Thursday, July 06, 2017

Vox Peregrini Day Six

The walk from Roundwood to Knocree is the longest and most arduous day of the Wicklow Way. It is also my favorite day of the pilgrimage. This would be the fifth time I made this trek over White Hill. Twice I've made the climb in torrential wind whipped rain with near zero visibility. But today the Celtic divine would give their blessings and the weather would be brilliant, light winds, white clouds, and a slight mist at needed moments.

Atop White Hill you can peer down on Lough Dann, or more commonly known as Guinness Lake. Looking down on the body of water the lake appears to be a giant pint of Ireland's famous luscious black beer, including a white beach, mirroring Guinness' frothy top. The crawl over the bald mountain is made across a long stretch of railroad ties, needed in order to pass over the bog. Even the sheep walk the ties in order to avoid the sticky black compost of earth. Of course, the sheep leave a natural trail behind them, often unavoidably so. Life is simply a long series of metaphors, is it not.

Vox Peregrini 2017 has made this walk with strength and vigor as they climbed the HIll with the ease of youth; but wisely they paused to take in the view of the Atlantic laying on the other side of the Great Sugar Loaf, chat with grazing sheep, and admire the mist rolling overhead. They picked their way down the narrow rocky back side of the trail, careful not to slip down the slick grassy hill into the rocks below.

Vox moved easily down into the valley in order to cross the Dargle River that feeds the rushing Powerscourt waterfall. And every time you walk down, you have to walk up the opposing steep hill to get into the Crone Woods, home of Knocree. There in the woods along a gentle stream stands the aging Mother Oak. There she has opened herself to grow over a large angular rectangle stone. The willing can crawl inside Mother and listen to her magic. Offerings were left, prayers made, gifts given.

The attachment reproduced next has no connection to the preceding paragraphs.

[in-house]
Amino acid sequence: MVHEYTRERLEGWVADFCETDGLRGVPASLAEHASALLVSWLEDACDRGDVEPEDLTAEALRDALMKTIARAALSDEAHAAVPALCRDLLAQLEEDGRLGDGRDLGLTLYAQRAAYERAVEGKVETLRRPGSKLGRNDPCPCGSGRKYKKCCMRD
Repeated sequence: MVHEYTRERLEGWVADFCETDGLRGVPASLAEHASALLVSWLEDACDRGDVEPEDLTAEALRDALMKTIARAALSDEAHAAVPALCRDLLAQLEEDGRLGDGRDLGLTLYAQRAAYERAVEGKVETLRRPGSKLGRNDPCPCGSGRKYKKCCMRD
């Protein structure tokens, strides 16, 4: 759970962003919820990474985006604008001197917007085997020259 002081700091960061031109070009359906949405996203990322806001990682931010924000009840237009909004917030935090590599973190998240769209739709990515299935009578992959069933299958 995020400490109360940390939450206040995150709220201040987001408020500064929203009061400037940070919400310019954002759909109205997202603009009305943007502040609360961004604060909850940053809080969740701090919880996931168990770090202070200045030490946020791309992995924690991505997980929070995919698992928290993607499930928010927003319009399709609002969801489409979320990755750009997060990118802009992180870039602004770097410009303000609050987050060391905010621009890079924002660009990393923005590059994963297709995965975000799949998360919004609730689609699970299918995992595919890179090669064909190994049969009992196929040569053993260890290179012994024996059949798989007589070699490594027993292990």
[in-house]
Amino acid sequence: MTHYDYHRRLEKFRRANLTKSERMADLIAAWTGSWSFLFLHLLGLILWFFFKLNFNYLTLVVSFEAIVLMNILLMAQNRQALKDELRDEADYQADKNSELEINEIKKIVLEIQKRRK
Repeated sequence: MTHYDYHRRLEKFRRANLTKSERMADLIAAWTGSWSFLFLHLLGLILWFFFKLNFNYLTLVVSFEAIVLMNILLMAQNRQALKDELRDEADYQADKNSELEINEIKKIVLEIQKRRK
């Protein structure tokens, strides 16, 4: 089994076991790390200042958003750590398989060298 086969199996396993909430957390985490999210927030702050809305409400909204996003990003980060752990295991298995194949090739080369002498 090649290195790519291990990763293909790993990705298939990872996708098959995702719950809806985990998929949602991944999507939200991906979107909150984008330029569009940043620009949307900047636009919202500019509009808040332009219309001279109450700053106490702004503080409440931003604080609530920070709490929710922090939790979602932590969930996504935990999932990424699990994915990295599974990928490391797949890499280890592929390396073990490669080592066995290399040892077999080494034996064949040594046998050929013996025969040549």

At Knocree Hostel that evening, Vox gathered for a final rehearsal. The two hour rehearsal conducted by Dr John Wiles, appeared to be Master Class, which delighted his singers. They shared ideas, laughed at musician's insider jokes, and stifled yawns. They had walked 18 miles and it was late in the evening and yet their voices were magical.

A hostel guest asked if he could listen in. Pierre from France, who has visited Taize on more than one occasion, compared Vox's music to his spiritual experience in Taize worship. Three other guests dropped in, three inner city youth from Dublin. They were at the hostel for an outdoor experience program. At the end of a particular sacred piece, one of the girls burst out in joy, "You make my skin all tingly." Indeed, she wasn't the only one with who would be viscerally touched by Vox's magical artistry.

Tonight would be filled with archetypal dreams found in the ancient lore of Celtic wonder and myth. Penultimate days can feed the imagination of the pilgrimage and spark the revelation of the unconscious.

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